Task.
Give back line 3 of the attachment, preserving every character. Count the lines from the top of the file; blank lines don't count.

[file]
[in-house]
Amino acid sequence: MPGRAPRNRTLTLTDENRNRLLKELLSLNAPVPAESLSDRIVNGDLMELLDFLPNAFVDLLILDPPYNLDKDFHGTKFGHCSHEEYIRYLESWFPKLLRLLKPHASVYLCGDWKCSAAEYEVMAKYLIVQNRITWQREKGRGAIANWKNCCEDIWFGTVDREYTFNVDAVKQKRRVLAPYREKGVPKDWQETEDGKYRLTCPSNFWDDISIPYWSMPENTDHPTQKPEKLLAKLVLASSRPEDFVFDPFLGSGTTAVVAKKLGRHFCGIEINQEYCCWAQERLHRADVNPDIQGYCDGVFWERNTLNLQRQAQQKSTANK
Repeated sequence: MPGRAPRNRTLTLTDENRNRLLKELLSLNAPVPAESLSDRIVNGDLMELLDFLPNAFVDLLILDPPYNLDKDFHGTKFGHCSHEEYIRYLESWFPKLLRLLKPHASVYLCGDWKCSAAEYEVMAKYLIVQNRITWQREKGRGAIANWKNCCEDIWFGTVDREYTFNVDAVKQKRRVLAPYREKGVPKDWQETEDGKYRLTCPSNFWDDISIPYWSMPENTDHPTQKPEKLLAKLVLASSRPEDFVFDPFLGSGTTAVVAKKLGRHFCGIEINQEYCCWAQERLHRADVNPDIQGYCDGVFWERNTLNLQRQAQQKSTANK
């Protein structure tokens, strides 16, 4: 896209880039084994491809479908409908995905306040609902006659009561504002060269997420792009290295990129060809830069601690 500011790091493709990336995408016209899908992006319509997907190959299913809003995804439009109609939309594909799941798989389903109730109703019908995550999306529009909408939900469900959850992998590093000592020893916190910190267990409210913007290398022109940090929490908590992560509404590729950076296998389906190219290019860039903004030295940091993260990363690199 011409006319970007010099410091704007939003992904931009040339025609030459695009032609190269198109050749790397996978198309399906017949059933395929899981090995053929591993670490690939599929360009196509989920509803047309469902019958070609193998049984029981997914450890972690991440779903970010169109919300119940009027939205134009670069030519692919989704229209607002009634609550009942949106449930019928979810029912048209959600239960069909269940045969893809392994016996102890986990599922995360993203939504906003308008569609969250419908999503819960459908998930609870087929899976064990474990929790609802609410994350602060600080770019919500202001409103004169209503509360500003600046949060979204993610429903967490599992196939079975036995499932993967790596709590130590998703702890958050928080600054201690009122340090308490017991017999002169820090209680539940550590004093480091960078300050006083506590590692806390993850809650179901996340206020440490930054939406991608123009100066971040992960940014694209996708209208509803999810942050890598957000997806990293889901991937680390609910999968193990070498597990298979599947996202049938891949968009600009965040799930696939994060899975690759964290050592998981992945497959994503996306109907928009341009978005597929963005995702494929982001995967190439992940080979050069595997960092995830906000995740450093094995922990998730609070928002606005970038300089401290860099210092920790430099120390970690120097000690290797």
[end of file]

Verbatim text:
Repeated sequence: MPGRAPRNRTLTLTDENRNRLLKELLSLNAPVPAESLSDRIVNGDLMELLDFLPNAFVDLLILDPPYNLDKDFHGTKFGHCSHEEYIRYLESWFPKLLRLLKPHASVYLCGDWKCSAAEYEVMAKYLIVQNRITWQREKGRGAIANWKNCCEDIWFGTVDREYTFNVDAVKQKRRVLAPYREKGVPKDWQETEDGKYRLTCPSNFWDDISIPYWSMPENTDHPTQKPEKLLAKLVLASSRPEDFVFDPFLGSGTTAVVAKKLGRHFCGIEINQEYCCWAQERLHRADVNPDIQGYCDGVFWERNTLNLQRQAQQKSTANK